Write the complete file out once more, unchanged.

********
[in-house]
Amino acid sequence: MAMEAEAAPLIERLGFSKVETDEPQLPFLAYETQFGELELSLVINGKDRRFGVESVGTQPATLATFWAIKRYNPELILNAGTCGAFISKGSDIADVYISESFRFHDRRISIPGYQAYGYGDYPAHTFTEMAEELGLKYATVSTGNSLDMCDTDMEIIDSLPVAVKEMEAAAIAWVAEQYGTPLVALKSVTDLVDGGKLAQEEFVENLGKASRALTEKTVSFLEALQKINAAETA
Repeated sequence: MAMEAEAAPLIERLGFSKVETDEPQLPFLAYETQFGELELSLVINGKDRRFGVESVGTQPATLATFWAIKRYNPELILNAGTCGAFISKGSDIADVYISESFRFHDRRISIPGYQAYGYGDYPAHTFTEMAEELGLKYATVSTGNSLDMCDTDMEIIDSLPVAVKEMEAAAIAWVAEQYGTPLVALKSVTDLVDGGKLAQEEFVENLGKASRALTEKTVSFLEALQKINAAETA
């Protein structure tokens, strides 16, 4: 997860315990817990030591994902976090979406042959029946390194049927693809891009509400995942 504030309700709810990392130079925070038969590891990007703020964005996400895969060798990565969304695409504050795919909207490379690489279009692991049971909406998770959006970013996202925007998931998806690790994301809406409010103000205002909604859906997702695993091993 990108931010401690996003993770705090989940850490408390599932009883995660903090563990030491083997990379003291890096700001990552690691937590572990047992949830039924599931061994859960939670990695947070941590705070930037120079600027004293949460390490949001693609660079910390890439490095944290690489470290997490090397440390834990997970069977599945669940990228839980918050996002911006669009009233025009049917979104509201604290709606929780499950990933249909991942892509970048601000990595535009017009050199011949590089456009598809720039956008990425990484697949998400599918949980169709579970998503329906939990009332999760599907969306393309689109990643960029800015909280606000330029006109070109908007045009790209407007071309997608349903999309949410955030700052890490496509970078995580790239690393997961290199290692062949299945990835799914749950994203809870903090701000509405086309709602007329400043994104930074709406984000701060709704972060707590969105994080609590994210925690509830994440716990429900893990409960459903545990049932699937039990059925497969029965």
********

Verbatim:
[in-house]
Amino acid sequence: MAMEAEAAPLIERLGFSKVETDEPQLPFLAYETQFGELELSLVINGKDRRFGVESVGTQPATLATFWAIKRYNPELILNAGTCGAFISKGSDIADVYISESFRFHDRRISIPGYQAYGYGDYPAHTFTEMAEELGLKYATVSTGNSLDMCDTDMEIIDSLPVAVKEMEAAAIAWVAEQYGTPLVALKSVTDLVDGGKLAQEEFVENLGKASRALTEKTVSFLEALQKINAAETA
Repeated sequence: MAMEAEAAPLIERLGFSKVETDEPQLPFLAYETQFGELELSLVINGKDRRFGVESVGTQPATLATFWAIKRYNPELILNAGTCGAFISKGSDIADVYISESFRFHDRRISIPGYQAYGYGDYPAHTFTEMAEELGLKYATVSTGNSLDMCDTDMEIIDSLPVAVKEMEAAAIAWVAEQYGTPLVALKSVTDLVDGGKLAQEEFVENLGKASRALTEKTVSFLEALQKINAAETA
């Protein structure tokens, strides 16, 4: 997860315990817990030591994902976090979406042959029946390194049927693809891009509400995942 504030309700709810990392130079925070038969590891990007703020964005996400895969060798990565969304695409504050795919909207490379690489279009692991049971909406998770959006970013996202925007998931998806690790994301809406409010103000205002909604859906997702695993091993 990108931010401690996003993770705090989940850490408390599932009883995660903090563990030491083997990379003291890096700001990552690691937590572990047992949830039924599931061994859960939670990695947070941590705070930037120079600027004293949460390490949001693609660079910390890439490095944290690489470290997490090397440390834990997970069977599945669940990228839980918050996002911006669009009233025009049917979104509201604290709606929780499950990933249909991942892509970048601000990595535009017009050199011949590089456009598809720039956008990425990484697949998400599918949980169709579970998503329906939990009332999760599907969306393309689109990643960029800015909280606000330029006109070109908007045009790209407007071309997608349903999309949410955030700052890490496509970078995580790239690393997961290199290692062949299945990835799914749950994203809870903090701000509405086309709602007329400043994104930074709406984000701060709704972060707590969105994080609590994210925690509830994440716990429900893990409960459903545990049932699937039990059925497969029965």